As noted in my recent article about the history-making recall elections in Colorado, there was a risk that the difference between the (state) constitutional provision allowing candidates to access a ballot up to 15 days before an election and the statutory provision cutting off access to a recall election ballot 10 days after certification of the recall could result in a lawsuit by candidates trying to be on the ballot.
This has in fact happened, with Libertarian Party candidates in Pueblo and Colorado Springs suing the state so they can be allowed to try to gather enough signatures to have their names placed on the ballot. If they win, it would also give Democrats time to do the same thing. As it stands today, only Republicans have qualified to appear on the replacement ballot if Democrat Senators Angela Giron and/or John Morse are recalled.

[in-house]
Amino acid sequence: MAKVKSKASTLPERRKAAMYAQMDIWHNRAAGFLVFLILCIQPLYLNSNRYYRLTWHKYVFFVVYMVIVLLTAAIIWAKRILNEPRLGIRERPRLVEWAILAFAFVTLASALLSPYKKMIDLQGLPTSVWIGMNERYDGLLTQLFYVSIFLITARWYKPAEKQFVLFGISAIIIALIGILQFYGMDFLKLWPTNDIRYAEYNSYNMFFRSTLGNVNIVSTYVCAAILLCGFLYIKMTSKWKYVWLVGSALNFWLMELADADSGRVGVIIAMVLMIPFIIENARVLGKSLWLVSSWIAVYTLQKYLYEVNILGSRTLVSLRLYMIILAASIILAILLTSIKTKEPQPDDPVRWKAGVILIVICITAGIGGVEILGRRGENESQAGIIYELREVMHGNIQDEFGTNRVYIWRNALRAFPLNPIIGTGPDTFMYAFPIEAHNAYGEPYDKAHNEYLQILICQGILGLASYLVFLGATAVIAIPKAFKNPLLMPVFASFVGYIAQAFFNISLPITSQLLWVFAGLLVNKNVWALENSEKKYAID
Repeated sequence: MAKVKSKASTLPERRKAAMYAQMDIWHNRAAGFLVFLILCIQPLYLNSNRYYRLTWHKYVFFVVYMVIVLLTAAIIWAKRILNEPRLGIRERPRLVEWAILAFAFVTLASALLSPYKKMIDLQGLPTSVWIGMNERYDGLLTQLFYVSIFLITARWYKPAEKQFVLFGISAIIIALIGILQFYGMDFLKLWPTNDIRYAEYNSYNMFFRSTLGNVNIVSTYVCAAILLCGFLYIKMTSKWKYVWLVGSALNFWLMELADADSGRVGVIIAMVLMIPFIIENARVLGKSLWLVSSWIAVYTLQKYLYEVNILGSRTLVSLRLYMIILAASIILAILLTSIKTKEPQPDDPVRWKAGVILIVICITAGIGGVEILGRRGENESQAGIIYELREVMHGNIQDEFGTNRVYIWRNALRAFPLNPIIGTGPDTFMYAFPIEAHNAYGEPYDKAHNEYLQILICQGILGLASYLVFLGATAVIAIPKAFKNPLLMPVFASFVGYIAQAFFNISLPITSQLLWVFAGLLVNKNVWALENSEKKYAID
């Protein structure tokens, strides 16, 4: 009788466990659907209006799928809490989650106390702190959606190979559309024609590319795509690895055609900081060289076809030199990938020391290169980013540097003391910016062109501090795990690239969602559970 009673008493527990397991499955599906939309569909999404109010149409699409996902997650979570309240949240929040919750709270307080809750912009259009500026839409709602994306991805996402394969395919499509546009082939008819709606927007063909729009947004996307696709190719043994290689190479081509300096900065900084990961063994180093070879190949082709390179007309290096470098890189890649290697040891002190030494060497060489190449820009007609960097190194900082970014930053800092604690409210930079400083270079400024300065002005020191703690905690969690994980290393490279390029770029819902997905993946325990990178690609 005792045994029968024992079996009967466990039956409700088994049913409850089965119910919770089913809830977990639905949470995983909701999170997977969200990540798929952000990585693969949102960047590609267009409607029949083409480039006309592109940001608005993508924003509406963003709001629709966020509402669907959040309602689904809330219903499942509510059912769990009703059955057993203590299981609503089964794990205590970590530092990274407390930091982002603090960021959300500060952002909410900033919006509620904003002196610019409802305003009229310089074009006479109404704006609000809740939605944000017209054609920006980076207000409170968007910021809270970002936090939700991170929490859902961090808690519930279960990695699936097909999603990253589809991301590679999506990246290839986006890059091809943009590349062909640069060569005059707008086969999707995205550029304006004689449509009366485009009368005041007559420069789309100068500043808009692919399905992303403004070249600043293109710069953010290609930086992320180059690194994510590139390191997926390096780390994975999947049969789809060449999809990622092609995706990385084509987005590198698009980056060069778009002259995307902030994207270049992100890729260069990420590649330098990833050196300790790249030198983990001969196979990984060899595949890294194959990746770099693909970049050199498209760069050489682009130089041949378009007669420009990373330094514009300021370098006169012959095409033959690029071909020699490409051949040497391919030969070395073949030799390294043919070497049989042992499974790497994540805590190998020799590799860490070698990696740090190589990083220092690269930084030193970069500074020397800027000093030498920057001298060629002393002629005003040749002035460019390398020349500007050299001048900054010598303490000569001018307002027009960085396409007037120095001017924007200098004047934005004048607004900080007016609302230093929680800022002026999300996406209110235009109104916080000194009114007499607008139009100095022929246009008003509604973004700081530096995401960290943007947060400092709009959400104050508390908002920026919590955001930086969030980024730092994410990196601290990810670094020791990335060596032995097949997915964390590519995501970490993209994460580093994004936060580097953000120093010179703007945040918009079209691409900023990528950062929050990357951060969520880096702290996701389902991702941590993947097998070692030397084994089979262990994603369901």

The key issue is that this is a mail-in-only election, so there is no way to let someone submit petition signatures for access to the ballot with just 15 days to go before the election yet leave enough time for signature validation, statutorily-permitted challenges of the petition, and still be able to mail the ballots and get them returned by the election date.
Constitutional provisions generally should trump regulation or legislative law, and I expect it will in this case, but a remedy will not be easy to craft given the issues created by a mail-only election — a situation created by recent Democrat-sponsored (and Republican-opposed) legislation which not only ordered that all Colorado elections be only by mail but also allowed same-day registration, one of Democrats’/unions’ favorite methods of trying to steal close elections.
The hearing on the Libertarians’ claim was earlier today, and the judge is aware that a quick result is extremely important, so I would expect to be able to update you further within 48 hours.